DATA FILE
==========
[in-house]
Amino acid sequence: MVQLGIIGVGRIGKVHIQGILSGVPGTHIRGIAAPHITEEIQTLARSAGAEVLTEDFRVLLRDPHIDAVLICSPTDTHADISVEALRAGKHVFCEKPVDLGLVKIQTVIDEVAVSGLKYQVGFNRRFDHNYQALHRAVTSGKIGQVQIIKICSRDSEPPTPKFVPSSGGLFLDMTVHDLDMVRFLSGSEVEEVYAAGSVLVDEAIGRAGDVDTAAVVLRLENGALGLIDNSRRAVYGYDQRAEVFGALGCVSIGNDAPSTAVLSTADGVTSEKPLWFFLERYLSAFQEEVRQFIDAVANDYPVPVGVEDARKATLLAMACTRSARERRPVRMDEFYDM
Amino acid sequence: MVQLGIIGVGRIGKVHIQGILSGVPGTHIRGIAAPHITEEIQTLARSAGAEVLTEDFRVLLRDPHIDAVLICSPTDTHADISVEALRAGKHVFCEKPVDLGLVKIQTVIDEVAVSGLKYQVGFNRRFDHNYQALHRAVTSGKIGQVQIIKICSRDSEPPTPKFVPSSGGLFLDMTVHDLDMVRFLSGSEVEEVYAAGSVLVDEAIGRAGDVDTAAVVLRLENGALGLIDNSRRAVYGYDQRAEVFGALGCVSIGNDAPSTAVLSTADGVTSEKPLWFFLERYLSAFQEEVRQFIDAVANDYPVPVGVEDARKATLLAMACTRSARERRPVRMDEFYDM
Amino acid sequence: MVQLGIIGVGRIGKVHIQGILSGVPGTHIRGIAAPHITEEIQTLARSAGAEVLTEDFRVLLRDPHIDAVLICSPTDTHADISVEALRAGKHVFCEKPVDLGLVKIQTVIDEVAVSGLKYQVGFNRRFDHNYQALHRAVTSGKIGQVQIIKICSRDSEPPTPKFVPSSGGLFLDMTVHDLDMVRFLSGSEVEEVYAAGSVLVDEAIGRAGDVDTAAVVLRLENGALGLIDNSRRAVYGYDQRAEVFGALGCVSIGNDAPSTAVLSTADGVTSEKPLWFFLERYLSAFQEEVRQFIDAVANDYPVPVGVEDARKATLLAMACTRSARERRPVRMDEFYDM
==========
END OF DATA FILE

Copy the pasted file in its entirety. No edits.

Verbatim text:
[in-house]
Amino acid sequence: MVQLGIIGVGRIGKVHIQGILSGVPGTHIRGIAAPHITEEIQTLARSAGAEVLTEDFRVLLRDPHIDAVLICSPTDTHADISVEALRAGKHVFCEKPVDLGLVKIQTVIDEVAVSGLKYQVGFNRRFDHNYQALHRAVTSGKIGQVQIIKICSRDSEPPTPKFVPSSGGLFLDMTVHDLDMVRFLSGSEVEEVYAAGSVLVDEAIGRAGDVDTAAVVLRLENGALGLIDNSRRAVYGYDQRAEVFGALGCVSIGNDAPSTAVLSTADGVTSEKPLWFFLERYLSAFQEEVRQFIDAVANDYPVPVGVEDARKATLLAMACTRSARERRPVRMDEFYDM
Amino acid sequence: MVQLGIIGVGRIGKVHIQGILSGVPGTHIRGIAAPHITEEIQTLARSAGAEVLTEDFRVLLRDPHIDAVLICSPTDTHADISVEALRAGKHVFCEKPVDLGLVKIQTVIDEVAVSGLKYQVGFNRRFDHNYQALHRAVTSGKIGQVQIIKICSRDSEPPTPKFVPSSGGLFLDMTVHDLDMVRFLSGSEVEEVYAAGSVLVDEAIGRAGDVDTAAVVLRLENGALGLIDNSRRAVYGYDQRAEVFGALGCVSIGNDAPSTAVLSTADGVTSEKPLWFFLERYLSAFQEEVRQFIDAVANDYPVPVGVEDARKATLLAMACTRSARERRPVRMDEFYDM
Amino acid sequence: MVQLGIIGVGRIGKVHIQGILSGVPGTHIRGIAAPHITEEIQTLARSAGAEVLTEDFRVLLRDPHIDAVLICSPTDTHADISVEALRAGKHVFCEKPVDLGLVKIQTVIDEVAVSGLKYQVGFNRRFDHNYQALHRAVTSGKIGQVQIIKICSRDSEPPTPKFVPSSGGLFLDMTVHDLDMVRFLSGSEVEEVYAAGSVLVDEAIGRAGDVDTAAVVLRLENGALGLIDNSRRAVYGYDQRAEVFGALGCVSIGNDAPSTAVLSTADGVTSEKPLWFFLERYLSAFQEEVRQFIDAVANDYPVPVGVEDARKATLLAMACTRSARERRPVRMDEFYDM